The Netherlands Centre for One Health (NCOH) was allocated a budget of two million euro Public-Private Partnership (PPP) Allowance to organise and realise their first PPP call. This call involves strategic partnerships under the Knowledge and Innovation Agenda of Top Sector Life Sciences & Health (LSH): One Health call.
The research projects should fit within the NCOH Strategic Research Agenda and one of its Solution Sets ‘Preventive Strategies’ or ‘Prophylactic Vaccines’. All NCOH partners can apply for collaborative innovation projects; though specific NCOH consortium criteria must be met.
Depending on the type of research (fundamental, industrial or experimental) and the contributions by private and public partners within the project, between €250,000 and €750,000 PPP Allowance can be applied for. Submitted projects should have a total size of max. €1 million, including co-financing. An important condition is that an application must consist of a collaboration with at least one private party and an NCOH consortium of at least two contributing NCOH partners with multiple PhD students, befitting the NCOH research programme.
Please download the “One Health call” description here and read more about the call and the requirements for applications. The call application form and annexes are the same as for the PPP Allowance Match Call. The NCOH advises applicants to use the services of their own Partner Organisations (e.g. experts from research support office, technology transfer office (TTO) or a lawyer) for details on the call and writing of the proposal. Additional NCOH information can be requested through Vincent Rijsman, of the Veterinary Faculty Utrecht University, who functioned as the liason between NCOH and Top Sector LSH.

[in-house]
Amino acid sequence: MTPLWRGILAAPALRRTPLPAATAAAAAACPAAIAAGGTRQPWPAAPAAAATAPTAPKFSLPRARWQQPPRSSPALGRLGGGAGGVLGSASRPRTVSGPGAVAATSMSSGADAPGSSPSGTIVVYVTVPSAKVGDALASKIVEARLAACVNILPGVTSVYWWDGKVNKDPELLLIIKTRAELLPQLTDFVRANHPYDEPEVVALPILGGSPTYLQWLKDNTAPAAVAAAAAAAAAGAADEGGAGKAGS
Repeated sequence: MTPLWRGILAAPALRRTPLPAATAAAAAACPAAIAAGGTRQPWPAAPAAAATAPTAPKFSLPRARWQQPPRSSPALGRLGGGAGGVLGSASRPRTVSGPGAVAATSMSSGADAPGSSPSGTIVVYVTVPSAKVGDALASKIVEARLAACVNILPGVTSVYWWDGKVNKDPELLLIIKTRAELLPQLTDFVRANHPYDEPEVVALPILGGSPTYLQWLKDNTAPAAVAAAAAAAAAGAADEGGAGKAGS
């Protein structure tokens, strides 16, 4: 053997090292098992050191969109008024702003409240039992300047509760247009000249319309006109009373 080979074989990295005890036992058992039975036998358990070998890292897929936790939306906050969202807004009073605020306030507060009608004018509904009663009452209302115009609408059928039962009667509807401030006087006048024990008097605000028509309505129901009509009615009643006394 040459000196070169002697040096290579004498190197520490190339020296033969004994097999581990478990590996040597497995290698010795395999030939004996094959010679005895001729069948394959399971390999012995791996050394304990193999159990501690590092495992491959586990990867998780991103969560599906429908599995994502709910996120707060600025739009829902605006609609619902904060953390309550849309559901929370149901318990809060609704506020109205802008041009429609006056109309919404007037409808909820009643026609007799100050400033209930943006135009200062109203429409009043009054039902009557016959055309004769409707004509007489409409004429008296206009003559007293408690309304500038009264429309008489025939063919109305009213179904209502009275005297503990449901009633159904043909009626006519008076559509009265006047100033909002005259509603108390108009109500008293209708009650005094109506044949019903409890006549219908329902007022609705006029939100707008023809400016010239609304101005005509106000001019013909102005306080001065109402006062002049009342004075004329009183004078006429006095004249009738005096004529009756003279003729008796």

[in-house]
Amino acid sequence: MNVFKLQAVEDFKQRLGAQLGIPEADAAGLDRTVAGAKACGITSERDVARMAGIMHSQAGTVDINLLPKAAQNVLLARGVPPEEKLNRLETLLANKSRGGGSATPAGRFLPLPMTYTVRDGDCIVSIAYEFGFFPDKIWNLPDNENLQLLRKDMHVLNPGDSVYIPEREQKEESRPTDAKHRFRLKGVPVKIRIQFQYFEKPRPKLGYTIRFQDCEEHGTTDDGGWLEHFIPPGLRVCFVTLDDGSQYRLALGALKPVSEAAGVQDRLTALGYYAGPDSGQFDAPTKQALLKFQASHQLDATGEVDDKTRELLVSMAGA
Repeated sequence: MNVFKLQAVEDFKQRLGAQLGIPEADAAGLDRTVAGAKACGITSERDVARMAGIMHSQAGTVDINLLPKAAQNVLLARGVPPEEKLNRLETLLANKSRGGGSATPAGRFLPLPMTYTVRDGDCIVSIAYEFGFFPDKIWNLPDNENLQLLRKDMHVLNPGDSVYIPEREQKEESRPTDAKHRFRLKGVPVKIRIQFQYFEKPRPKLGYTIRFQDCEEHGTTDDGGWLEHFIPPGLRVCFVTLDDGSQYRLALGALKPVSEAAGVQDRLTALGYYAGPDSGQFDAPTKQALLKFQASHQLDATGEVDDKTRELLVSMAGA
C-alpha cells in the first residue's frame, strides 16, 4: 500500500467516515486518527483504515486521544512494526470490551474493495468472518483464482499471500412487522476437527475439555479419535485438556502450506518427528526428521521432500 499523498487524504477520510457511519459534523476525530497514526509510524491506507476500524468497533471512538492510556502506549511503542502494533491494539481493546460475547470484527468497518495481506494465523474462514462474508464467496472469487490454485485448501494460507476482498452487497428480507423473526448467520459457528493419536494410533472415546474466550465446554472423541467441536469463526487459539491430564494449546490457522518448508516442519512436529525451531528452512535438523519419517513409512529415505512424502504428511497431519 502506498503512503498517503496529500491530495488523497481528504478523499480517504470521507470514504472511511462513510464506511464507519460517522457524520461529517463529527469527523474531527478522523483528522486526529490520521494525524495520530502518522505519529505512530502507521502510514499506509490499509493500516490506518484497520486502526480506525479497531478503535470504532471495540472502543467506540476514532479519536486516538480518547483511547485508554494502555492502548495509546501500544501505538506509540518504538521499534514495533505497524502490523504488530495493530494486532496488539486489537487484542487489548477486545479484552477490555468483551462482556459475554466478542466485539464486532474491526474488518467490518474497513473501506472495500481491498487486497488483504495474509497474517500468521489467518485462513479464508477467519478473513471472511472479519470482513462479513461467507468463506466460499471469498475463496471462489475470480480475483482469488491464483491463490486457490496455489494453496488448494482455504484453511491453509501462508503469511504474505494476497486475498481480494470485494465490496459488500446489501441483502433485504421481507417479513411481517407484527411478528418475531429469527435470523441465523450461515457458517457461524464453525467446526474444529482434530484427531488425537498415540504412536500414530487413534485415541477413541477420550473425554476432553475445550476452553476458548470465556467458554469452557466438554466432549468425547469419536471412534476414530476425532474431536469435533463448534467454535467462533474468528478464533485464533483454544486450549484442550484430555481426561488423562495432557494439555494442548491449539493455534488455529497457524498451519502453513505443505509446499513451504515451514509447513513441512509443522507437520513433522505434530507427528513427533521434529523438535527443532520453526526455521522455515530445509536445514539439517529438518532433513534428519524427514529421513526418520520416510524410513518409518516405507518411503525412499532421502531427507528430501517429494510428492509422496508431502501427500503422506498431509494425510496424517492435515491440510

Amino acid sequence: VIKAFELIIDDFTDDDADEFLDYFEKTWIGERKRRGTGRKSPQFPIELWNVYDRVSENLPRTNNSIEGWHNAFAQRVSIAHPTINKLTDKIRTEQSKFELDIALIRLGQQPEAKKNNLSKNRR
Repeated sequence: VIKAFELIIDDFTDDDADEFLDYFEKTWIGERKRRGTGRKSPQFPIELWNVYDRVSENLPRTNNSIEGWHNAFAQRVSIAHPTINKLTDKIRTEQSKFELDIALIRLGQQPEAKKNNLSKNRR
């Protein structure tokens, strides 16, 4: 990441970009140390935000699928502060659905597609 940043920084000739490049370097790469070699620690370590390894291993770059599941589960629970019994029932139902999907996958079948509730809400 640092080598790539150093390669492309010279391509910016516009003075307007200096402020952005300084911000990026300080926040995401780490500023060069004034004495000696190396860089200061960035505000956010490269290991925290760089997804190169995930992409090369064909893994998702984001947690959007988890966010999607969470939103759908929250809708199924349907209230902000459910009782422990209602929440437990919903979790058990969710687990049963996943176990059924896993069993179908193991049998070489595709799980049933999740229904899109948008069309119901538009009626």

Applications can be submitted until 9 October 2019 (12.00 CE(S)T) to Jovanka Bestebroer by the main applicant.
Coming five years, a large consortium of several NCOH Partners (coordinator Erasmus MC ), will investigate how the Netherlands can be better prepared for infectious diseases transmitted by mosquitoes. The multidisciplinary character of the collaboration, in which citizen science also plays a role, is unique.
The program makers of ‘De Kennis van Nu’ prepared a broadcast around mosquito research in The Netherlands. Recordings were made at the location and with researchers of several of our NCOH partners; Erasmus MC, Leiden University, RIVM and Wageningen University & Research.
Which groups are affected by certain chronic diseases, and which groups aren’t? This depends on genetics (30%) and on the exposome (70%). A consortium led by Professor Roel Vermeulen, affiliated with Utrecht University and University Medical Center Utrecht, will investigate which factors of the exposome are important for health and how these factors work.
Tropical viral diseases are on the rise worldwide. Zika, swine fly, Rift Valley fever and SARS are just a few of the many diseases threatening humans or animals. Jeroen Kortekaas, Wim van der Poel and Mart de Jong (WUR) explain the research that they do to prevent new outbreaks and epidemics.